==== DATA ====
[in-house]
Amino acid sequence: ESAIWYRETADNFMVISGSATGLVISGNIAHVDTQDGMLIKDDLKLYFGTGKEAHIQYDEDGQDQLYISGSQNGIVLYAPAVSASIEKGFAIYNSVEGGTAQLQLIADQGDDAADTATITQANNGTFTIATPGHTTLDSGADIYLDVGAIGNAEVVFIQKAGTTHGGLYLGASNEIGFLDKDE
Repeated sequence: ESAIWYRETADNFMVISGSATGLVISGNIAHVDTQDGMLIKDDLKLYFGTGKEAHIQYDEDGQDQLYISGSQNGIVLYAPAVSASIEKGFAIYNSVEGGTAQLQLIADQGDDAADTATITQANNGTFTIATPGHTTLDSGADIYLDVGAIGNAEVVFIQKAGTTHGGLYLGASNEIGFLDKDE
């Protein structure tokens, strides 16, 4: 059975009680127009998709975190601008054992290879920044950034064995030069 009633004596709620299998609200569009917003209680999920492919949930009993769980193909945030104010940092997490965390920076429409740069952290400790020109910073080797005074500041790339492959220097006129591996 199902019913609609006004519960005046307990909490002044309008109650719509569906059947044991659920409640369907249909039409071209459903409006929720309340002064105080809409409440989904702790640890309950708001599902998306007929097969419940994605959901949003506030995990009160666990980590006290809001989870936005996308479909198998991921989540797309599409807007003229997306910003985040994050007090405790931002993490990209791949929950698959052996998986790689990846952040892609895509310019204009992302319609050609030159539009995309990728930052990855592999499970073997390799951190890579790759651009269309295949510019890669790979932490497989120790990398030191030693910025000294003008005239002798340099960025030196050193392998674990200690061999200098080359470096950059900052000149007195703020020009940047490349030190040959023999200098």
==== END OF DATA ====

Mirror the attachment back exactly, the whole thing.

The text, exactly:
[in-house]
Amino acid sequence: ESAIWYRETADNFMVISGSATGLVISGNIAHVDTQDGMLIKDDLKLYFGTGKEAHIQYDEDGQDQLYISGSQNGIVLYAPAVSASIEKGFAIYNSVEGGTAQLQLIADQGDDAADTATITQANNGTFTIATPGHTTLDSGADIYLDVGAIGNAEVVFIQKAGTTHGGLYLGASNEIGFLDKDE
Repeated sequence: ESAIWYRETADNFMVISGSATGLVISGNIAHVDTQDGMLIKDDLKLYFGTGKEAHIQYDEDGQDQLYISGSQNGIVLYAPAVSASIEKGFAIYNSVEGGTAQLQLIADQGDDAADTATITQANNGTFTIATPGHTTLDSGADIYLDVGAIGNAEVVFIQKAGTTHGGLYLGASNEIGFLDKDE
């Protein structure tokens, strides 16, 4: 059975009680127009998709975190601008054992290879920044950034064995030069 009633004596709620299998609200569009917003209680999920492919949930009993769980193909945030104010940092997490965390920076429409740069952290400790020109910073080797005074500041790339492959220097006129591996 199902019913609609006004519960005046307990909490002044309008109650719509569906059947044991659920409640369907249909039409071209459903409006929720309340002064105080809409409440989904702790640890309950708001599902998306007929097969419940994605959901949003506030995990009160666990980590006290809001989870936005996308479909198998991921989540797309599409807007003229997306910003985040994050007090405790931002993490990209791949929950698959052996998986790689990846952040892609895509310019204009992302319609050609030159539009995309990728930052990855592999499970073997390799951190890579790759651009269309295949510019890669790979932490497989120790990398030191030693910025000294003008005239002798340099960025030196050193392998674990200690061999200098080359470096950059900052000149007195703020020009940047490349030190040959023999200098």